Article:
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Just an hour and a half’s drive from Dubrovnik, the Neretva Delta is a beautiful green valley with an abundance of lush vegetation. A far cry from the dusty, bone-dry landscape of the Dalmatian coast, these verdant flatlands can be crossed on a boat safari, when you can enjoy the passing scenery of exotic wildlife and citrus groves.
Situated in the Zadar archipelago, Telašćica Nature Park sits on the bay of Dugi Otok Island. This stunning nature park is where the Dalmatia’s green rolling pastures end, and the sparse, desert-dry Kornati archipelago begins. It’s one of the lesser-known and least visited Nature Parks in the Dalmatian region, so head here to escape from the crowds.
An intricate tangle of subterranean tunnels and passages, Baredine Cave is one of the country’s largest cave systems. Located in Poreč on the Istrian peninsula, this labyrinthine world of stalactites and stalagmites, interspersed with the odd sculpture or light-installation, doesn’t get nearly as much attention as it deserves.
Perched on the hills of Zagorje, the splendidly gothic Trakošćan conjures up an archetypal Transylvanian castle, surrounded by foothills strewn with evergreen trees. The nearby baroque city of Varaždin is also well worth a look.
These beautiful wetlands contain a cluster of bucolic villages set around the river Sava, and are swarming with precious wildlife and flora, including many protected species of birds.
Niagra Falls in miniature, the epic Krka National Park isn’t exactly off-the-radar, but it doesn’t throng with tourists either. Unlike Plitvice Lakes, one of Croatia’s most famous natural attractions, at Krka you can actually swim in the crystal-clear pools below the cascades, surrounded by a strikingly green forest.
Paklenica is one of Croatia’s wildest national parks. Just south of Velebit, Croatia’s biggest mountain range, the park covers around 100 square km, with grizzled peaks, stark gorges and pine-forested foothills. The park is defined by its two canyons, Mala (small) and Velika Paklenic (big) which both prove popular with climbers and cavers.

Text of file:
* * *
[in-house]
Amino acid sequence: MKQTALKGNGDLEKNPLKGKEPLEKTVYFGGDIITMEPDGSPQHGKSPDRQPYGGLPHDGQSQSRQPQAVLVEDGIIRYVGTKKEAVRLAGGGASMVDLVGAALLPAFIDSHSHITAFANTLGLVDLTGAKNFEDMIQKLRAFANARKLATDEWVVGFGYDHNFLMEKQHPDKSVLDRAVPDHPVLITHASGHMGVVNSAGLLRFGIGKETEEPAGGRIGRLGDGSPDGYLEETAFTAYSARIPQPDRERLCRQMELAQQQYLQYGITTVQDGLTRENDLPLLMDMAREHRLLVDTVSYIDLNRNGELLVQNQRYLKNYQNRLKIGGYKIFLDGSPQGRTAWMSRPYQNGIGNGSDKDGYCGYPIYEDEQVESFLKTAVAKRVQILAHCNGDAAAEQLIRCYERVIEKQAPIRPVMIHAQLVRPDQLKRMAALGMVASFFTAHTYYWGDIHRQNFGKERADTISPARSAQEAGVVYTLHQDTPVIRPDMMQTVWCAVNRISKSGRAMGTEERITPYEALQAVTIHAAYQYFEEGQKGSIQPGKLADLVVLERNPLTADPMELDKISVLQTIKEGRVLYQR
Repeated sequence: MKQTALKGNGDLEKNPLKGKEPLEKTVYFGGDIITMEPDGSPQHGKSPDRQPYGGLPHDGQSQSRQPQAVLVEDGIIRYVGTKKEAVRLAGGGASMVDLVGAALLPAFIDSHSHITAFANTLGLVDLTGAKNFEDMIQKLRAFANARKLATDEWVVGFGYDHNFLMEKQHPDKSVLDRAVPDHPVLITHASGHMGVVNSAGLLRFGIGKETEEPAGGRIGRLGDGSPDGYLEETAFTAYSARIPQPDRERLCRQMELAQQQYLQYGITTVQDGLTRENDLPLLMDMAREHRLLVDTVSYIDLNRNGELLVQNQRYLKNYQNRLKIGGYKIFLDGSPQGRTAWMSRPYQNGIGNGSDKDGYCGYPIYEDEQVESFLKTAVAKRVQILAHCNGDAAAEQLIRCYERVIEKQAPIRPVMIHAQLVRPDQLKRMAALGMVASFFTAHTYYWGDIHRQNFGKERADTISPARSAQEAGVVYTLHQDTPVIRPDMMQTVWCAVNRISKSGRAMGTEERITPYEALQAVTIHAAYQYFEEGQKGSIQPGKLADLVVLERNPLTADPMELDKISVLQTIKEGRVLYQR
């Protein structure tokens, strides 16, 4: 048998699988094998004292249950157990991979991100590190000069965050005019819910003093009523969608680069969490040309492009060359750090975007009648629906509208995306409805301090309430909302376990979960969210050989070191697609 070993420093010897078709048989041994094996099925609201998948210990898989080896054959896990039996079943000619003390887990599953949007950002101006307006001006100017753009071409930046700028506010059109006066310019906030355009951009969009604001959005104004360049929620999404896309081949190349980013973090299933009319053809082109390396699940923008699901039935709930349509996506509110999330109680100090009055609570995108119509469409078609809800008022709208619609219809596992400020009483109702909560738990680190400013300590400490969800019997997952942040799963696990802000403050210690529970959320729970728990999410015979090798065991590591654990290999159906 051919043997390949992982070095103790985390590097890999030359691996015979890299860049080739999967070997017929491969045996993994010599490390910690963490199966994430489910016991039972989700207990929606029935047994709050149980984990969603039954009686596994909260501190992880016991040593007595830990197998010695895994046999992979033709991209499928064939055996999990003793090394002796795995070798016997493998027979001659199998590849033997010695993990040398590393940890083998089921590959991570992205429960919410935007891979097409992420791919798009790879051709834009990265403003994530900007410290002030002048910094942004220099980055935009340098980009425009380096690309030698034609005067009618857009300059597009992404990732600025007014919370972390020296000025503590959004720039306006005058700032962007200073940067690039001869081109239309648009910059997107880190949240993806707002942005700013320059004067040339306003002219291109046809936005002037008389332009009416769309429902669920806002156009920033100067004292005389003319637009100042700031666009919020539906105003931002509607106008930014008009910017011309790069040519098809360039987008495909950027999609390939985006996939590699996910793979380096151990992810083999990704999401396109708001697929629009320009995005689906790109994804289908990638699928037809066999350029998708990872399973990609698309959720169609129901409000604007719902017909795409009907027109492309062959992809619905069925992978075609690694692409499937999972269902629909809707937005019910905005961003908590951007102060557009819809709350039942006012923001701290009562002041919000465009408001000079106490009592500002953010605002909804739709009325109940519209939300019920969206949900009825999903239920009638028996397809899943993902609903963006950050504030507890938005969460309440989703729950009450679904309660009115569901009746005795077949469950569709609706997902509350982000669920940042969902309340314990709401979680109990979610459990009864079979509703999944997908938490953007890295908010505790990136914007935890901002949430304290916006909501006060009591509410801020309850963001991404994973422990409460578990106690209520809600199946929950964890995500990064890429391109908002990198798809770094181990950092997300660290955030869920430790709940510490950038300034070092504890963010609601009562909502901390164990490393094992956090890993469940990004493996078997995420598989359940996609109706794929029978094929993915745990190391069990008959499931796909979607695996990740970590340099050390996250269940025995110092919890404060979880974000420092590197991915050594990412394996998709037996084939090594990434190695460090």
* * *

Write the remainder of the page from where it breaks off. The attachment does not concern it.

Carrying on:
Mljet is the perfect place to perfect your Robinson Crusoe impression. Croatia’s most southerly island is a canopy of vibrant evergreen trees and a collection of salt-water lakes, with the odd tightly-clustered stone village dotted about the hills. Mljet is sparsely populated and isn’t a big-hitter with holidaymakers so solitude-seekers should make this their island idyll.
The Ucka mountain range stands proudly over the Istrian peninsula, characterised by rough, rugged contours, while its sea-facing side is resplendent with green forests and vegetation. The forests around Lovron produce acres of sweet chestnuts, and its highest peak, Vojak, 1396 meters above sea level, boasts dramatic views over Istria, the Italian bay of Trieste, the Julian Alps and a string of Adriatic islands.
The Med doesn’t get any more deserted than Lastovo. This cluster of craggy islands cancelled its closed-door policy to tourists over the last few decades, but its spectacularly barren islands and inlets still receive only a trickle of tourists over the summer season. Its 46 islands are made for high-octane adventuring, sailing or just transporting yourself to an Arcadian era in a blissfully stress-free setting.